This post is a companion article to our main post:
Brunei-Muara Metro Service: A Proposal.


The metro routes were first created on Google Maps. The lines focused on the Brunei-Muara district and was created by following major roads, and also going through shopping or recreational areas. View the final map here.

After working out the typical routes, which was created arbitrarily with no statistical or qualitative basis, we took into account residential areas such as Mata-Mata or Manggis. We considered how people would get to work or school, or go from their houses to public places for food or recreation.

As mentioned under “Populations” in our main article Brunei-Muara Metro Service: A Proposal, it was only much later that we ‘analysed’ the residential populations near each station. We realised that some areas were left out despite their sizable residential populations. (Read the section on “Station Names” below for more info.) However, we believe that the residents could be served by a complementary transport system, such as buses, shuttle boats, or bicycles.

The residential populations revealed by the JPKE’s Preliminary Report of the Population and Housing Census 2011 are only one factor, out of many that could be considered for planning and building such a metro service. Other factors could be:

  • business populations, or the number of people working in a given area, such as the commercial areas of Gadong, Kiulap, Serusop, or Bandar Seri Begawan;
  • populations of educational buildings such as schools or colleges;
  • numbers of students living in hostels for UBD or other higher level institutions;
  • standard of living for people living in the area;
  • number of cars in the residential area;
  • events where the metro service could be strained such as the SEA Games, or an international summit.


Our choice of Brunei-Muara district seemed obvious since it is the most populous and the district we (personally) know the best.

A railway system from BSB to Belait has been suggested before. Others may want to consider the transport systems within other the districts i.e. from Bangar to Ulu Temburong National Park, or, from one district to another i.e. Tutong to Kuala Belait.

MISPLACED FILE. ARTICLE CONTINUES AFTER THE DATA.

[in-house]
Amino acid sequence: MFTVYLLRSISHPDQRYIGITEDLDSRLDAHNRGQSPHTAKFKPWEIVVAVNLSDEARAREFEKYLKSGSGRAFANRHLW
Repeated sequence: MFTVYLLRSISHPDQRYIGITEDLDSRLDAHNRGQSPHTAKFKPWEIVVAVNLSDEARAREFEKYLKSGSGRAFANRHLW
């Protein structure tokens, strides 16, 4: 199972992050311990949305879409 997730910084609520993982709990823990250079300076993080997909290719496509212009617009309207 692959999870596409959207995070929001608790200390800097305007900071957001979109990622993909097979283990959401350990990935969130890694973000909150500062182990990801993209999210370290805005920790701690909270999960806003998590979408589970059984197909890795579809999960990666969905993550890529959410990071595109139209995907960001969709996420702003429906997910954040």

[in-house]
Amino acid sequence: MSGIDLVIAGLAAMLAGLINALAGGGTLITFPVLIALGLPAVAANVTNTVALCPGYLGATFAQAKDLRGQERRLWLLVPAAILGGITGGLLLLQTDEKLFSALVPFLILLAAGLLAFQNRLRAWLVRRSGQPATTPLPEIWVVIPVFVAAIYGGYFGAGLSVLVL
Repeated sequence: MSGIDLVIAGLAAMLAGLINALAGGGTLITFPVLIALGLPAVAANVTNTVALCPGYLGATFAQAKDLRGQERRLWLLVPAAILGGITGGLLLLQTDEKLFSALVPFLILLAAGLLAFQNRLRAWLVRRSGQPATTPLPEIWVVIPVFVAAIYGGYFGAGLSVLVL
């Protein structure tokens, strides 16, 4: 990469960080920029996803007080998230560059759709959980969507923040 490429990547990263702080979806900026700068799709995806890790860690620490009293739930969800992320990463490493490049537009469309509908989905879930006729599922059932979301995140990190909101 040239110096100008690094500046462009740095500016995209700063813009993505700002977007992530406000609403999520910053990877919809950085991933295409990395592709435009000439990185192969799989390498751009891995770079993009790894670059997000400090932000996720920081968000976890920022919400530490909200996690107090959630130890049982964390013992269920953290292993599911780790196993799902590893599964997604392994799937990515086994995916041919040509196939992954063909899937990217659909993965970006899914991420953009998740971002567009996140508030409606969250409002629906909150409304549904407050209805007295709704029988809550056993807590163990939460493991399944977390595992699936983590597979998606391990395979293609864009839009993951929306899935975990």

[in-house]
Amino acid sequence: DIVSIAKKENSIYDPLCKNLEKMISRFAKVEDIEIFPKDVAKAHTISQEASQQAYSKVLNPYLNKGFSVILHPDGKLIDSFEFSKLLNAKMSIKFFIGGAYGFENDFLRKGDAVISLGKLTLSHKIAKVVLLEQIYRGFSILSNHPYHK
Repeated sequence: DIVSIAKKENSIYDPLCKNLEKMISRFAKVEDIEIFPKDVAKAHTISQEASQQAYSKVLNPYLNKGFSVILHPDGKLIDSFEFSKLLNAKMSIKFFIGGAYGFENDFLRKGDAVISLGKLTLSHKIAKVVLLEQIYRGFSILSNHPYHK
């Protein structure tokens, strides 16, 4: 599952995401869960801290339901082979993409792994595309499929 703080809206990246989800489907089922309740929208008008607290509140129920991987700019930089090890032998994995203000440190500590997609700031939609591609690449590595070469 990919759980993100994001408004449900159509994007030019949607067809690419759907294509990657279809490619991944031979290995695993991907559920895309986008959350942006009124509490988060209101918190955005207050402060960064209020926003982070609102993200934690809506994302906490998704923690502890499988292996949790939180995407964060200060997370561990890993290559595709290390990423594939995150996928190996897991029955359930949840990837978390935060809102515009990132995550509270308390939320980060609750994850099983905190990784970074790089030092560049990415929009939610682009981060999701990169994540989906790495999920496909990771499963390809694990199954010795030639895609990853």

Station Names

Station names tend to refer to general areas, not necessarily the kampong or the name of the road the station would be on. For the sake of saving space, as well as, clarity, the word kampong was not used i.e Bebatik instead of Kg Bebatik.

On the Western Line, we changed the name of Madewa station to “Madewa-Telanai”, to reflect the ratio of the residential populations for the area: Kg Madewa had 700 less residents than Kg Telanai. However, due to time constraints, we didn’t do the same for other stations, such as Sg Tampoi.

In retrospect, if population was going to be a major consideration for the creation of lines, there are a number of stations that may not serve a relatively high population, such as Batang Perhentian or Lupak Luas; whereas areas with high populations such as Mulaut, Kiarong, and Peninjau, do not have their own stations. So, as mentioned earlier, residential population may not be factor enough for the consideration of stations.

Schools, colleges, university

Initially the trains led directly to schools, colleges and universities such as Sultan Saiful Rijal Technical College and Jerudong International School. After some consideration we thought this would seem that certain schools are more favoured than others, so we replaced these with other areas or landmarks. We did, however, retain the station Univeriti Brunei Darussalam, as the biggest university in Brunei.

Categories: Society

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